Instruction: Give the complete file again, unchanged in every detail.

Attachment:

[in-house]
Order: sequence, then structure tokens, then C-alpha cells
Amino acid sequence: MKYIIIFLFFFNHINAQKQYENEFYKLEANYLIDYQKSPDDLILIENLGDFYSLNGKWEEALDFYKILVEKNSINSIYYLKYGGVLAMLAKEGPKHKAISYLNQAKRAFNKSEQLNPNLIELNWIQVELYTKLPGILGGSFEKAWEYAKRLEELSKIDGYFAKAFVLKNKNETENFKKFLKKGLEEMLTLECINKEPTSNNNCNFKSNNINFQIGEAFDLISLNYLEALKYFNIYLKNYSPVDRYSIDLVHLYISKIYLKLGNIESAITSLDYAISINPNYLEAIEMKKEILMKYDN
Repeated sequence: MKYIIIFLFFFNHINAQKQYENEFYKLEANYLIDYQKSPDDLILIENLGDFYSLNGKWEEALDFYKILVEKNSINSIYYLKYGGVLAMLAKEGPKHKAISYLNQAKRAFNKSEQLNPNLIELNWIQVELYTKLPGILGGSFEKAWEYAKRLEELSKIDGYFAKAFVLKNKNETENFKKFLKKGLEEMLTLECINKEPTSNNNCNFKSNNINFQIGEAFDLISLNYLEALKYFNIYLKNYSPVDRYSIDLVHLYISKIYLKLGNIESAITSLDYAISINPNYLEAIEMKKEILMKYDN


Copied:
[in-house]
Order: sequence, then structure tokens, then C-alpha cells
Amino acid sequence: MKYIIIFLFFFNHINAQKQYENEFYKLEANYLIDYQKSPDDLILIENLGDFYSLNGKWEEALDFYKILVEKNSINSIYYLKYGGVLAMLAKEGPKHKAISYLNQAKRAFNKSEQLNPNLIELNWIQVELYTKLPGILGGSFEKAWEYAKRLEELSKIDGYFAKAFVLKNKNETENFKKFLKKGLEEMLTLECINKEPTSNNNCNFKSNNINFQIGEAFDLISLNYLEALKYFNIYLKNYSPVDRYSIDLVHLYISKIYLKLGNIESAITSLDYAISINPNYLEAIEMKKEILMKYDN
Repeated sequence: MKYIIIFLFFFNHINAQKQYENEFYKLEANYLIDYQKSPDDLILIENLGDFYSLNGKWEEALDFYKILVEKNSINSIYYLKYGGVLAMLAKEGPKHKAISYLNQAKRAFNKSEQLNPNLIELNWIQVELYTKLPGILGGSFEKAWEYAKRLEELSKIDGYFAKAFVLKNKNETENFKKFLKKGLEEMLTLECINKEPTSNNNCNFKSNNINFQIGEAFDLISLNYLEALKYFNIYLKNYSPVDRYSIDLVHLYISKIYLKLGNIESAITSLDYAISINPNYLEAIEMKKEILMKYDN